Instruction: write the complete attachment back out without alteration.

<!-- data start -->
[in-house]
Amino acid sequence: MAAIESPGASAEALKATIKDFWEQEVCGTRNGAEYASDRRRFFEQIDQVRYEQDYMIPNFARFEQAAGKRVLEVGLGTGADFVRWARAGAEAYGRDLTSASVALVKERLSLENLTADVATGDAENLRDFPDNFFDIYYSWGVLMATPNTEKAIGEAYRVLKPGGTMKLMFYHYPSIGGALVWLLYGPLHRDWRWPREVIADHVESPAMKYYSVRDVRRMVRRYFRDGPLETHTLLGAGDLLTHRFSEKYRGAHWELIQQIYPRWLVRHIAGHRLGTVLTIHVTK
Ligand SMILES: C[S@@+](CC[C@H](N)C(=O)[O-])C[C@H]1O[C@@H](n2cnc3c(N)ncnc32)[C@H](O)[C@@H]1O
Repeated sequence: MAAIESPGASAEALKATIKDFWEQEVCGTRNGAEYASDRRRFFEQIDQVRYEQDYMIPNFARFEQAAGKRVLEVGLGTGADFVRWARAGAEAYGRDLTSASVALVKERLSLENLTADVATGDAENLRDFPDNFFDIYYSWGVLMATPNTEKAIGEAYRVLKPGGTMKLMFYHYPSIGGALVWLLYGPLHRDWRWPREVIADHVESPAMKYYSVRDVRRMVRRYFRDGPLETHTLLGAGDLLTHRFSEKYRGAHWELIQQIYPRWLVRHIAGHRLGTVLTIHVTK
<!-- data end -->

[in-house]
Amino acid sequence: MAAIESPGASAEALKATIKDFWEQEVCGTRNGAEYASDRRRFFEQIDQVRYEQDYMIPNFARFEQAAGKRVLEVGLGTGADFVRWARAGAEAYGRDLTSASVALVKERLSLENLTADVATGDAENLRDFPDNFFDIYYSWGVLMATPNTEKAIGEAYRVLKPGGTMKLMFYHYPSIGGALVWLLYGPLHRDWRWPREVIADHVESPAMKYYSVRDVRRMVRRYFRDGPLETHTLLGAGDLLTHRFSEKYRGAHWELIQQIYPRWLVRHIAGHRLGTVLTIHVTK
Ligand SMILES: C[S@@+](CC[C@H](N)C(=O)[O-])C[C@H]1O[C@@H](n2cnc3c(N)ncnc32)[C@H](O)[C@@H]1O
Repeated sequence: MAAIESPGASAEALKATIKDFWEQEVCGTRNGAEYASDRRRFFEQIDQVRYEQDYMIPNFARFEQAAGKRVLEVGLGTGADFVRWARAGAEAYGRDLTSASVALVKERLSLENLTADVATGDAENLRDFPDNFFDIYYSWGVLMATPNTEKAIGEAYRVLKPGGTMKLMFYHYPSIGGALVWLLYGPLHRDWRWPREVIADHVESPAMKYYSVRDVRRMVRRYFRDGPLETHTLLGAGDLLTHRFSEKYRGAHWELIQQIYPRWLVRHIAGHRLGTVLTIHVTK